Besides paying attention to its lighting requirements, you should also help your Beavertail Cactus grow healthy and happy with some feeding if you grow it into a container. For fertilizing, we recommend using a diluted water-soluble cactus fertilizer. How often should you fertilize your Beavertail Cactus? Only once a year in spring or summer should be enough to keep your plant healthy. If the plant is planted outdoors in your garden, you do not need to fertilize it.
Beavertail Cactus plants don’t necessarily need pruning to remain healthy. However, remember that you can remove some pads to control the size and spread of your plant. You can also remove dead pads to give your plant a neater and healthier appearance. Don’t forget to put on some gloves when working on or around the plant!
How to Plant Beavertail Cactus
Planting a Beavertail Cactus isn’t that complicated. All you have to do is to pay attention to a few requirements this plant has in terms of soil, temperatures, and lighting.
First, consider the type of soil Beavertail Cactus plants need. They thrive in sandy, gritty, mineral-rich, and alkaline soil that provides good drainage. These plants prefer a soil PH of 6.2-8.2.
Beavertail Cactus plants can also adapt to some variations in the soil type. You need to make sure that the soil you use to plant them doesn’t contain any organic matter because these plants can’t tolerate organically rich soil.
Next, consider the plant’s climate and temperature needs. Like most cacti, Beavertail Cactus prefers warm temperatures, so the average indoor temperatures should help your plant thrive. They can also survive sub-zero temperatures down to 0° F (-18° C). We recommend planting your Beavertail Cactus in a container and keeping it indoors during the colder seasons if you live in an area with a colder climate.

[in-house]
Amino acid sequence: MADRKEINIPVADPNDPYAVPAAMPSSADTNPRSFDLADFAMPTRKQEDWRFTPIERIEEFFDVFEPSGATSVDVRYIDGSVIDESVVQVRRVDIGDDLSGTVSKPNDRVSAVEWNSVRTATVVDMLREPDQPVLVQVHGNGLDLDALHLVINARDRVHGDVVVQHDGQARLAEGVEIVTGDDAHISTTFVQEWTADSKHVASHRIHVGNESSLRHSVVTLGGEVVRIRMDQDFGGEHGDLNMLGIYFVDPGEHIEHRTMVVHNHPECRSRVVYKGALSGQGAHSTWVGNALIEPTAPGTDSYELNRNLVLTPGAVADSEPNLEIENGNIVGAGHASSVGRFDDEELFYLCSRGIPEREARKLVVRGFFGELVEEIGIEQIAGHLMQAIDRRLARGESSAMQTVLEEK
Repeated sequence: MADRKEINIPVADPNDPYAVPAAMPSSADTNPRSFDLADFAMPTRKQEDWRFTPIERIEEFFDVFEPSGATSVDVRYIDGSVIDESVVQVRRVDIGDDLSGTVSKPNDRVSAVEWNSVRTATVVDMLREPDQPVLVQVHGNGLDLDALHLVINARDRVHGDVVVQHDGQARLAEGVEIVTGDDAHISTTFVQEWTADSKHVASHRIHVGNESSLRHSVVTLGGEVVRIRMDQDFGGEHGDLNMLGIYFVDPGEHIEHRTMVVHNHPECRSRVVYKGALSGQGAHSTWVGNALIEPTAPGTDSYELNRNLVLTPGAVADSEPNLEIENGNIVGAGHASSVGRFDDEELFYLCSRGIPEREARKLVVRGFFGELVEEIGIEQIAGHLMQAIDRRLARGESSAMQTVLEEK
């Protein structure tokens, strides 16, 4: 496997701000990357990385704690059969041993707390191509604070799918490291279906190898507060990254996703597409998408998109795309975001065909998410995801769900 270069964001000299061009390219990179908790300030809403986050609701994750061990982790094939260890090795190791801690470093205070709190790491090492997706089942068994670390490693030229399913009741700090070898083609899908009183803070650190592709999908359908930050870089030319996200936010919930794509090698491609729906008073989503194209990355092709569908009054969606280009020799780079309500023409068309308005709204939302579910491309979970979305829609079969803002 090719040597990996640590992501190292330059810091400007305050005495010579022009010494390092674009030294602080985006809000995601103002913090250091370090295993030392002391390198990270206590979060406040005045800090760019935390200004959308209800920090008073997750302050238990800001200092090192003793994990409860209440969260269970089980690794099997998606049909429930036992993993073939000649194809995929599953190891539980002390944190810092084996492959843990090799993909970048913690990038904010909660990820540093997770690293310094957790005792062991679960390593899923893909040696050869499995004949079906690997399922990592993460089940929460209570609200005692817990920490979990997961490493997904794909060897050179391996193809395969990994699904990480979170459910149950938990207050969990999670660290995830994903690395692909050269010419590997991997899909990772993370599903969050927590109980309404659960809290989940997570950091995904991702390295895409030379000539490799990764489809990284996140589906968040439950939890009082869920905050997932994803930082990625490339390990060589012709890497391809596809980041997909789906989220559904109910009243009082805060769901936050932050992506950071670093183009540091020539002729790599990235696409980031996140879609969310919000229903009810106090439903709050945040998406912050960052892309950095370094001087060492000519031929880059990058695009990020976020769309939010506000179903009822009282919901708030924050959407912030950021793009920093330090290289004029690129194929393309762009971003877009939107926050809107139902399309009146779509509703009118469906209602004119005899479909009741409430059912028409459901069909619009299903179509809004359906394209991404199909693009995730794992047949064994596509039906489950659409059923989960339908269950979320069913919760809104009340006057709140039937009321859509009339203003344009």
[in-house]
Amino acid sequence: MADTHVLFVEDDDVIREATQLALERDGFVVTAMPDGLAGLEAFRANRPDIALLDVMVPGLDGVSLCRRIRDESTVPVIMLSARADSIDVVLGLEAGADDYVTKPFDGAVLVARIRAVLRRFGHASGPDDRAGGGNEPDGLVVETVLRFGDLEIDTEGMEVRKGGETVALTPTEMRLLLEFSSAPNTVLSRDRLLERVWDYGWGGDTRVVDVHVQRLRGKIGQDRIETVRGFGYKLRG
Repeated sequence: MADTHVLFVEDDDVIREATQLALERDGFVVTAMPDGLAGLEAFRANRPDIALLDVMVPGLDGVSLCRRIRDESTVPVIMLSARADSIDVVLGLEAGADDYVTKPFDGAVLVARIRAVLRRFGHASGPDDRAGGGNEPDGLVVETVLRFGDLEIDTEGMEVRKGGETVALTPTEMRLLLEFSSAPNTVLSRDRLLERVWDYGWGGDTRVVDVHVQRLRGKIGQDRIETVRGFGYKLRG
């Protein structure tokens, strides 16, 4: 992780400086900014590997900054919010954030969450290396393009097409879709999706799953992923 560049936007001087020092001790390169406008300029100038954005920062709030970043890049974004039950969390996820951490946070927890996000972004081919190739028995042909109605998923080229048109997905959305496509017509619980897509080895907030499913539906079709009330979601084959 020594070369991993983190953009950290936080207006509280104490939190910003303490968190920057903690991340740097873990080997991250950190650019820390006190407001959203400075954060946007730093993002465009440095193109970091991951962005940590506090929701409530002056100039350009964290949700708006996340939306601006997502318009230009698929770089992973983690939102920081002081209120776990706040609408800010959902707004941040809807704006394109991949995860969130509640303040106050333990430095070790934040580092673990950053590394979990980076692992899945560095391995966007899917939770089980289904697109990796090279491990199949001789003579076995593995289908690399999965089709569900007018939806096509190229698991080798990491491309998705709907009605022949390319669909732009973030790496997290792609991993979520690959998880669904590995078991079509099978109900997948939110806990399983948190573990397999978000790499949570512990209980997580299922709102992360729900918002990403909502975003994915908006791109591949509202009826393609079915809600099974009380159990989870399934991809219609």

Plus, pay attention to the plant’s lighting requirements. Like we’ve mentioned above, you should plant your Beavertail Cactus in a sunny spot if you plant it outdoors or place the container in a spot of your home where it gets a lot of bright, direct sunlight if you grow it indoors.
If you are planning to plant your Beavertail Cactus plants outdoors, do not plant them close to walkways or picnic areas. Remember that the bristly spines of these plants are really irritating to the skin.
Friendly reminder! Use gloves when planting Beavertail Cactus plants to protect our hands from the bristly spines.
Watering Beavertail Cactus
Overwatering your Beavertail Cactus is an easy mistake to make because this plant requires far less water than most people might expect. Like with all plants that don’t like wet feet, Beavertail Cactus is prone to root rot and scab.
Remember that Beavertail Cactus plants are native to arid areas and rocky soils, meaning that they require very little water to stay healthy. Typically, the newly planted cacti need to be watered every two to three weeks. During winter, cut back on the water and reduce the moisture levels to a minimum.
Since the key to a healthy Beavertail Cactus is never to let it sit in wet and soggy soil, we recommend you to use the “soak and dry” method. This will make it easier for you to know when your plant needs to be watered. In other words, you should allow the soil to dry out almost completely between waterings.
If, by mistake, you pour too much water into the plant’s container, do not let it sit there. Leave the water for a few minutes so that your Beavertail Cactus takes as much water as it needs. To avoid root rot, pour off any excess water after a few minutes.
Propagating Beavertail Cactus
Propagating Beavertail Cactus is extremely easy. Beavertail Cactus plants propagate by plant division and by seeds. It is worth mentioning that propagation by division is easier and typically more successful.
To propagate your Beavertail Cactus, simply remove a pad that is at least six months old from the mature plant and set it aside for a few days to allow it to develop a callus on the cut. After the pad develops the callus, which may take up to seven to ten days, you can plant it in a mixture of half soil and half sand, and you can start caring for it as you do with your mature Beavertail Cactus plant.
Beavertail Cactus plants are excellent houseplants. They are easy to grow and care for, and they can be amazing focal points in any interior environment, be it your office or your home. If grown outdoors, these plants add year-round interest to your garden and will attract many birds to your yard.
Are you growing Beavertail cacti? Share your experience in the comments!